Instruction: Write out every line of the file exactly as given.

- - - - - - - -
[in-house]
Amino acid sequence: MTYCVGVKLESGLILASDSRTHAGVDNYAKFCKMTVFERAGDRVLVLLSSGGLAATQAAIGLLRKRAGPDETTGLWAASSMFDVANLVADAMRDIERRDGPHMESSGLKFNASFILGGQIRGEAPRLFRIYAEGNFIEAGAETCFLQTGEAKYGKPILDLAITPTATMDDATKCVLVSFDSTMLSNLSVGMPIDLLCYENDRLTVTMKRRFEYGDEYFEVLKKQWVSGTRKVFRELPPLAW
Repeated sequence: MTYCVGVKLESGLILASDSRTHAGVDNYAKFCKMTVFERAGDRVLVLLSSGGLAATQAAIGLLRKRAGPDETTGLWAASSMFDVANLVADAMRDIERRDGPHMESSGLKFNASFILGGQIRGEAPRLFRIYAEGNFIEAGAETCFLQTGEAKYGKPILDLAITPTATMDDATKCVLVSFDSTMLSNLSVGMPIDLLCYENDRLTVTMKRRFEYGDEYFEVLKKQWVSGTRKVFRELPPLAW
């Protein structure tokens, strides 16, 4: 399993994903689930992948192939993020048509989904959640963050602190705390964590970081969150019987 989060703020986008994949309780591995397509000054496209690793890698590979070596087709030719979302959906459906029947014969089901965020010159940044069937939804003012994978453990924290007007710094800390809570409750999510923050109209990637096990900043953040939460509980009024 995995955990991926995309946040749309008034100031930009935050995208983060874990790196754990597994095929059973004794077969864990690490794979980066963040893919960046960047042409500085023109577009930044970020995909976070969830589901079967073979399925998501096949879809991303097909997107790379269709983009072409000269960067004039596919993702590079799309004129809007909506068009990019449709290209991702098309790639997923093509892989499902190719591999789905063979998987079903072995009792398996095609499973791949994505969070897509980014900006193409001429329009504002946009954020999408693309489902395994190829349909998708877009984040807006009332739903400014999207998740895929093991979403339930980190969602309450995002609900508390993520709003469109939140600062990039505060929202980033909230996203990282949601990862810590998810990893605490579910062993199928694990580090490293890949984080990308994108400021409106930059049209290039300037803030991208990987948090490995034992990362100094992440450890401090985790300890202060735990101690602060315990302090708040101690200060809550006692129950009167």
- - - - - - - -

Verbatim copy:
[in-house]
Amino acid sequence: MTYCVGVKLESGLILASDSRTHAGVDNYAKFCKMTVFERAGDRVLVLLSSGGLAATQAAIGLLRKRAGPDETTGLWAASSMFDVANLVADAMRDIERRDGPHMESSGLKFNASFILGGQIRGEAPRLFRIYAEGNFIEAGAETCFLQTGEAKYGKPILDLAITPTATMDDATKCVLVSFDSTMLSNLSVGMPIDLLCYENDRLTVTMKRRFEYGDEYFEVLKKQWVSGTRKVFRELPPLAW
Repeated sequence: MTYCVGVKLESGLILASDSRTHAGVDNYAKFCKMTVFERAGDRVLVLLSSGGLAATQAAIGLLRKRAGPDETTGLWAASSMFDVANLVADAMRDIERRDGPHMESSGLKFNASFILGGQIRGEAPRLFRIYAEGNFIEAGAETCFLQTGEAKYGKPILDLAITPTATMDDATKCVLVSFDSTMLSNLSVGMPIDLLCYENDRLTVTMKRRFEYGDEYFEVLKKQWVSGTRKVFRELPPLAW
């Protein structure tokens, strides 16, 4: 399993994903689930992948192939993020048509989904959640963050602190705390964590970081969150019987 989060703020986008994949309780591995397509000054496209690793890698590979070596087709030719979302959906459906029947014969089901965020010159940044069937939804003012994978453990924290007007710094800390809570409750999510923050109209990637096990900043953040939460509980009024 995995955990991926995309946040749309008034100031930009935050995208983060874990790196754990597994095929059973004794077969864990690490794979980066963040893919960046960047042409500085023109577009930044970020995909976070969830589901079967073979399925998501096949879809991303097909997107790379269709983009072409000269960067004039596919993702590079799309004129809007909506068009990019449709290209991702098309790639997923093509892989499902190719591999789905063979998987079903072995009792398996095609499973791949994505969070897509980014900006193409001429329009504002946009954020999408693309489902395994190829349909998708877009984040807006009332739903400014999207998740895929093991979403339930980190969602309450995002609900508390993520709003469109939140600062990039505060929202980033909230996203990282949601990862810590998810990893605490579910062993199928694990580090490293890949984080990308994108400021409106930059049209290039300037803030991208990987948090490995034992990362100094992440450890401090985790300890202060735990101690602060315990302090708040101690200060809550006692129950009167």